Some Practical Help for Getting Started This Week

Who are the people who show us the way to getting it right ourselves?

A very practical way to get started this week is to get out a piece of paper and make a list of the people who inspire me. Start with people I don’t know. They can be people in history — a St. Ignatius or St. Teresa of Ávila or Martin Luther King Jr. They can be people I’ve at some time been inspired by — that guy who owned the textile plant out east, who, when his plant burned down, kept all his employees on the payroll until he could rebuild the plant. Then name the people I know personally who inspire me — it could be that great-aunt who lived a heroic life or my pastor or someone I love.

Once we’ve come up with this list of people, we can spend our week reflecting on what qualities in each of them inspire us. How is their life in balance? What is it that they seem to be free from? What is it that they are free for? What were or are their choices and desires?

The young woman in the photo for this week was one of our students here at Creighton University. She is in one of our mountain-village campo clinics in the Dominican Republic. Just look at her face this week. What is she feeling in her heart? It took only a little freedom to go down there, but we can see how in her service she is receiving far more than she is giving.

This is not a week for judging ourselves. We may become more aware of the unfreedoms in our lives, but it is not a time to become self-focused. There will be time later to let all these graces work together for our own spiritual freedom. This is simply the next step in our journey. Admiration precedes imitation. This is a week to walk around with a growing gallery of images of inspiring people, with qualities and dedication that show us the power of freedom.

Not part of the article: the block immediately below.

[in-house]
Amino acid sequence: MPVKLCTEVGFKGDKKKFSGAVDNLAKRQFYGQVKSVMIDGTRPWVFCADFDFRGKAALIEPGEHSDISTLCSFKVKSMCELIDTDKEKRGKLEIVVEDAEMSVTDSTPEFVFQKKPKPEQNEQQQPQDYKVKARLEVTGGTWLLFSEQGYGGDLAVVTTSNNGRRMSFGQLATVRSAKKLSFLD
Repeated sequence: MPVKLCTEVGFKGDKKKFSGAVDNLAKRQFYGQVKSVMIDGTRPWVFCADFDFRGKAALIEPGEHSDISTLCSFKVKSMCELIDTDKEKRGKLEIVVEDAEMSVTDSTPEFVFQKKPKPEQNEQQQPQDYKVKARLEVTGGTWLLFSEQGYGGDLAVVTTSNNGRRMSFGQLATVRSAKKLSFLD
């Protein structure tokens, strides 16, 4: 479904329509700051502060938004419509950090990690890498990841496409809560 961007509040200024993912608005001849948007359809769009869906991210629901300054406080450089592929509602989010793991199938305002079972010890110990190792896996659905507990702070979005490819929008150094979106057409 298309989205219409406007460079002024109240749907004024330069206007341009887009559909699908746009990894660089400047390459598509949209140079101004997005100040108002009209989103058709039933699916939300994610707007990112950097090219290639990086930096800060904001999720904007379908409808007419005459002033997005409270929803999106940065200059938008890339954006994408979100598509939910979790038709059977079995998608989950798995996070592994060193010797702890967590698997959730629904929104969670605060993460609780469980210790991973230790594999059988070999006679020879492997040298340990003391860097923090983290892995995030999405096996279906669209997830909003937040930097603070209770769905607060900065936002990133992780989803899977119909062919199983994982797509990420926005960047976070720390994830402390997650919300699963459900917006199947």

Remember to let this process fill the background of our lives this week. Upon waking, putting on my slippers or my robe — for the briefest of moments — I can say a simple prayer of desire: “Lord, I want to be inspired this week. Let this day draw me closer to how people live their lives in great freedom.” When I’m driving or walking down the hall or preparing din­ner or perhaps as I’m reading the paper, someone on my list is in my mind, and some part of their grace-filled way of living is touching me. When I go to bed, perhaps as I’m turning out lights in the house, I can say, “Thank you, Lord, for those moments that stirred my heart today.”

Check in with our progress throughout the week. How many people on my list have I reflected on? Do new names come to me? It will be difficult to keep focused this week. It is easier for us to be negative than to give ourselves over to sustained admiration. If I find myself losing focus this week, just return to these pages and refocus. Act against any negativity by returning to the photo.

Remember to say “thank you” throughout this week.

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